Concerns around the use of valproate during pregnancy have been highlighted for some time now, but recent research shows that every baby exposed to the epilepsy drug is at some degree of risk. The scale of the issue, and the harm caused, is bigger than that caused by thalidomide.
Yes, you read that right. During a parliamentary debate in 2017, MPs claimed that since the 1970s an estimated 20,000 babies could have been born in the UK with severe congenital defects and developmental problems as a result of their mothers taking valproate during pregnancy. In the case of thalidomide, the number of babies affected in the UK was around 2,000, according to the Thalidomide Society, partly due to the serious risks of harm being highlighted early and appropriate action being taken.
Yet women prescribed valproate are still unaware of the risks of taking it should they become pregnant. Efforts to raise awareness of the risks around valproate-containing medicines and pregnancy have just not been successful enough to date.
The CCA has tackled this situation through its Community Pharmacy Patient Safety Group. This group brings together medication safety officers from all CCA member companies, other community pharmacy organisations, and representatives from the National Pharmacy Association.
This group provides a forum to openly share and learn from each other. We consider how learning from patient safety incidents can be applied across the pharmacy network and the wider NHS, and create the opportunities and resources to do so.
The group has recently worked closely with several other national pharmacy bodies represented on the Medicine and Healthcare products Regulatory Agency (MHRA)’s valproate stakeholder network.
We produced a resource for community pharmacists and their teams to use when supplying female patients with valproate, which remains a vital and effective treatment for conditions including epilepsy and bipolar disorder.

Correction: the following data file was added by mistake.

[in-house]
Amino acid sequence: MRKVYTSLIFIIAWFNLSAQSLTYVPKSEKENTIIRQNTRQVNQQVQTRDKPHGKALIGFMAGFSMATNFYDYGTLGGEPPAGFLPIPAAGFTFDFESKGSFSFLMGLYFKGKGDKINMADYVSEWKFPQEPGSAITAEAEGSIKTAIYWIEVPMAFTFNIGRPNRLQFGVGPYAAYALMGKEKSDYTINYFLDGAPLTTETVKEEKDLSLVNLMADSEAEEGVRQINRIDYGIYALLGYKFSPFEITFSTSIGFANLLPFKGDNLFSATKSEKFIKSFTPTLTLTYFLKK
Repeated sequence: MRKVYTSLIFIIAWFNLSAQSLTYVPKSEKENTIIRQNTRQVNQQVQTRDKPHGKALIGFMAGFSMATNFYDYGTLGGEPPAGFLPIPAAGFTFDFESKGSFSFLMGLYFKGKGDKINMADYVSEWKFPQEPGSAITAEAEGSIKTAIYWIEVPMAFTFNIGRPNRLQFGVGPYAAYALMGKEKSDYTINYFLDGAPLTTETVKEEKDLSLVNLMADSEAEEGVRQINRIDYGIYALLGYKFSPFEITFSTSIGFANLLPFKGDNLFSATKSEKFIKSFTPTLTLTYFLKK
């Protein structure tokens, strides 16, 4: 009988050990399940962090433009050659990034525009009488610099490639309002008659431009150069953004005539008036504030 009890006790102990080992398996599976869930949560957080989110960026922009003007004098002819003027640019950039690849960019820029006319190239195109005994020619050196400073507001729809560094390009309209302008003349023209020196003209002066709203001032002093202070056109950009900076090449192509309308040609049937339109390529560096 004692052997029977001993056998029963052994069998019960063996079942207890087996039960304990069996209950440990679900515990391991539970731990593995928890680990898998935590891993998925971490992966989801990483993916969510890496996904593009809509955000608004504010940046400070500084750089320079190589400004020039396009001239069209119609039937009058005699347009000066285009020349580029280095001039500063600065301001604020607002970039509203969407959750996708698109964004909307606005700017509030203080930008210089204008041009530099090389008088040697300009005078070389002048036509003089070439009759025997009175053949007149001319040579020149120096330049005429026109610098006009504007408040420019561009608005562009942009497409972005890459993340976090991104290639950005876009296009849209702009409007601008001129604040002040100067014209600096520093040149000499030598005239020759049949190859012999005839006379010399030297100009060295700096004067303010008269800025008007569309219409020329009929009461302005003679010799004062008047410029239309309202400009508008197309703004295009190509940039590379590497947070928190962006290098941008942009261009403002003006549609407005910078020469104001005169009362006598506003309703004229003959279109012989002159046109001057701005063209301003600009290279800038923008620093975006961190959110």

Resources for pharmacy teams
The resource includes a decision pathway and key points for consideration, to facilitate sensitive conversations between the pharmacy team and patients. It will help pharmacy professionals understand how to use the new valproate tools from the MHRA, which arrived in pharmacies across the country this month.
Alongside the joint resource, CCA members have also designed a practice-based audit tool for all UK community pharmacy teams to use in reviewing their support for girls and women taking valproate to assess what changes may need to be made. All pharmacy teams are encouraged to get involved in the audit. We’ve had lots of help in promoting its use, including from Pharmaceutical Services Negotiating Committee, the Royal Pharmaceutical Society, NHS England regional teams, and local pharmaceutical committees across the country.
We really hope that our new resource helps to raise awareness across the sector and, in turn, their patients.
Janice Perkins is chair of the Community Pharmacy Patient Safety Group and superintendent at Well Pharmacy.